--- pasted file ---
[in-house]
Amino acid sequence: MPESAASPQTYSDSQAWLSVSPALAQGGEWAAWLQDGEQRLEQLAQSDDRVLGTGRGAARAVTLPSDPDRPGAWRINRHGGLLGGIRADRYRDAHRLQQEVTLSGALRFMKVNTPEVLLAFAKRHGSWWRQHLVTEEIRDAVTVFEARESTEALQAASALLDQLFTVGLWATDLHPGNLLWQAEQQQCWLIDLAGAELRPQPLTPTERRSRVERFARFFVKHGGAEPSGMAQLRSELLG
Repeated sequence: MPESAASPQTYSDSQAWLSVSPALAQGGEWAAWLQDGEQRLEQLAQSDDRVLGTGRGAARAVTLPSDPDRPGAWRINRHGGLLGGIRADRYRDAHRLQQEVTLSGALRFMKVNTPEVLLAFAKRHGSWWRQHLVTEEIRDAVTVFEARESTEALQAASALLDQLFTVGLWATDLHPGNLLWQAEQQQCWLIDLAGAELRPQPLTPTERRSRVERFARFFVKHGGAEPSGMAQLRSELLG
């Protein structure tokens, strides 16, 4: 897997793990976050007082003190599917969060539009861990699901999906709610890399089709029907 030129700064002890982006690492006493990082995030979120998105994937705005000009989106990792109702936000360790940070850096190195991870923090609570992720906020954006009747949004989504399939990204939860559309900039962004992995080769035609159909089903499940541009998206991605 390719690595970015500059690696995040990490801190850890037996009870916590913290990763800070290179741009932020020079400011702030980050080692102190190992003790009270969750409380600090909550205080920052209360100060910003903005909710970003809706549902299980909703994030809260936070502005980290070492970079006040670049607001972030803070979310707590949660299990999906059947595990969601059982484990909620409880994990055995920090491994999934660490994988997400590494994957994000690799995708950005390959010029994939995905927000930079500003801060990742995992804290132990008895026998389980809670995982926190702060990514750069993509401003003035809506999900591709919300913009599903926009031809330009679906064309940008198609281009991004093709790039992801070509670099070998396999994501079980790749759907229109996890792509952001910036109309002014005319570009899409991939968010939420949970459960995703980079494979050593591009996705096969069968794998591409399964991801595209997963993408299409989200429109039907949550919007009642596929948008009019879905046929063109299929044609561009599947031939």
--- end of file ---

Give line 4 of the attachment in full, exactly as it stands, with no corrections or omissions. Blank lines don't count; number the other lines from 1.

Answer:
């Protein structure tokens, strides 16, 4: 897997793990976050007082003190599917969060539009861990699901999906709610890399089709029907 030129700064002890982006690492006493990082995030979120998105994937705005000009989106990792109702936000360790940070850096190195991870923090609570992720906020954006009747949004989504399939990204939860559309900039962004992995080769035609159909089903499940541009998206991605 390719690595970015500059690696995040990490801190850890037996009870916590913290990763800070290179741009932020020079400011702030980050080692102190190992003790009270969750409380600090909550205080920052209360100060910003903005909710970003809706549902299980909703994030809260936070502005980290070492970079006040670049607001972030803070979310707590949660299990999906059947595990969601059982484990909620409880994990055995920090491994999934660490994988997400590494994957994000690799995708950005390959010029994939995905927000930079500003801060990742995992804290132990008895026998389980809670995982926190702060990514750069993509401003003035809506999900591709919300913009599903926009031809330009679906064309940008198609281009991004093709790039992801070509670099070998396999994501079980790749759907229109996890792509952001910036109309002014005319570009899409991939968010939420949970459960995703980079494979050593591009996705096969069968794998591409399964991801595209997963993408299409989200429109039907949550919007009642596929948008009019879905046929063109299929044609561009599947031939």